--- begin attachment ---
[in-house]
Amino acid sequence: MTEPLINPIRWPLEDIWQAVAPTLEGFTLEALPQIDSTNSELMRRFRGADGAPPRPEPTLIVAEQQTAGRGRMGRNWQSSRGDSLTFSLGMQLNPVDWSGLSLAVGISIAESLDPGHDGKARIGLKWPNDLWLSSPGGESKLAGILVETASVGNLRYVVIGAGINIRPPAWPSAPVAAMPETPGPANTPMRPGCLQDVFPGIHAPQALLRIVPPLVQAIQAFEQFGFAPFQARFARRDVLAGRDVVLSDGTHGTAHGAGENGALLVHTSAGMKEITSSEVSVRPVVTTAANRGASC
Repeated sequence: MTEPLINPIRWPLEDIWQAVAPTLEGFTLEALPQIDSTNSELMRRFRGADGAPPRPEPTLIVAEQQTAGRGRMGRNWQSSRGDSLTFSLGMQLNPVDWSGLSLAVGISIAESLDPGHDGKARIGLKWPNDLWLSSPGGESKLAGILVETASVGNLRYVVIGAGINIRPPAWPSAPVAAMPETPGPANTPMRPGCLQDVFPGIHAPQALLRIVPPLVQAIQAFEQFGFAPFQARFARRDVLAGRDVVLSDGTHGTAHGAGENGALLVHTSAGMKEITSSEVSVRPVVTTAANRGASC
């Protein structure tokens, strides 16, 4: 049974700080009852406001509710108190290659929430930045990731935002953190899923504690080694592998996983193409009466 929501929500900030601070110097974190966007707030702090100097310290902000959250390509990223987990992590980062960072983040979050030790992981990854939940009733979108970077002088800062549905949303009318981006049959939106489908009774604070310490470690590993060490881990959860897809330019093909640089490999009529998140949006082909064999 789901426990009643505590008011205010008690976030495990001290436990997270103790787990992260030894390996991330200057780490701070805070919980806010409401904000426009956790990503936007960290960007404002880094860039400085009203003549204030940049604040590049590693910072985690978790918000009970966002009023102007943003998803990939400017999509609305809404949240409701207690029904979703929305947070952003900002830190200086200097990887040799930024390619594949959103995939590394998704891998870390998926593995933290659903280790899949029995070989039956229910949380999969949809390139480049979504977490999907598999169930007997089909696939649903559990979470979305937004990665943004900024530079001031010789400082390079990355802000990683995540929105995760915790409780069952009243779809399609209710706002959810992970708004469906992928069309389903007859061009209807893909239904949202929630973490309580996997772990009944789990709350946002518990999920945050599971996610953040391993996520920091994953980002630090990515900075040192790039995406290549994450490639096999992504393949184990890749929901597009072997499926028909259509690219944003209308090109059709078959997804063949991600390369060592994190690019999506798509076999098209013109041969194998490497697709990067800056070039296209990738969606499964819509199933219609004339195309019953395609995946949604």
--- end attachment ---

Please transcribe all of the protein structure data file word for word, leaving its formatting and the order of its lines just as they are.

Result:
[in-house]
Amino acid sequence: MTEPLINPIRWPLEDIWQAVAPTLEGFTLEALPQIDSTNSELMRRFRGADGAPPRPEPTLIVAEQQTAGRGRMGRNWQSSRGDSLTFSLGMQLNPVDWSGLSLAVGISIAESLDPGHDGKARIGLKWPNDLWLSSPGGESKLAGILVETASVGNLRYVVIGAGINIRPPAWPSAPVAAMPETPGPANTPMRPGCLQDVFPGIHAPQALLRIVPPLVQAIQAFEQFGFAPFQARFARRDVLAGRDVVLSDGTHGTAHGAGENGALLVHTSAGMKEITSSEVSVRPVVTTAANRGASC
Repeated sequence: MTEPLINPIRWPLEDIWQAVAPTLEGFTLEALPQIDSTNSELMRRFRGADGAPPRPEPTLIVAEQQTAGRGRMGRNWQSSRGDSLTFSLGMQLNPVDWSGLSLAVGISIAESLDPGHDGKARIGLKWPNDLWLSSPGGESKLAGILVETASVGNLRYVVIGAGINIRPPAWPSAPVAAMPETPGPANTPMRPGCLQDVFPGIHAPQALLRIVPPLVQAIQAFEQFGFAPFQARFARRDVLAGRDVVLSDGTHGTAHGAGENGALLVHTSAGMKEITSSEVSVRPVVTTAANRGASC
């Protein structure tokens, strides 16, 4: 049974700080009852406001509710108190290659929430930045990731935002953190899923504690080694592998996983193409009466 929501929500900030601070110097974190966007707030702090100097310290902000959250390509990223987990992590980062960072983040979050030790992981990854939940009733979108970077002088800062549905949303009318981006049959939106489908009774604070310490470690590993060490881990959860897809330019093909640089490999009529998140949006082909064999 789901426990009643505590008011205010008690976030495990001290436990997270103790787990992260030894390996991330200057780490701070805070919980806010409401904000426009956790990503936007960290960007404002880094860039400085009203003549204030940049604040590049590693910072985690978790918000009970966002009023102007943003998803990939400017999509609305809404949240409701207690029904979703929305947070952003900002830190200086200097990887040799930024390619594949959103995939590394998704891998870390998926593995933290659903280790899949029995070989039956229910949380999969949809390139480049979504977490999907598999169930007997089909696939649903559990979470979305937004990665943004900024530079001031010789400082390079990355802000990683995540929105995760915790409780069952009243779809399609209710706002959810992970708004469906992928069309389903007859061009209807893909239904949202929630973490309580996997772990009944789990709350946002518990999920945050599971996610953040391993996520920091994953980002630090990515900075040192790039995406290549994450490639096999992504393949184990890749929901597009072997499926028909259509690219944003209308090109059709078959997804063949991600390369060592994190690019999506798509076999098209013109041969194998490497697709990067800056070039296209990738969606499964819509199933219609004339195309019953395609995946949604």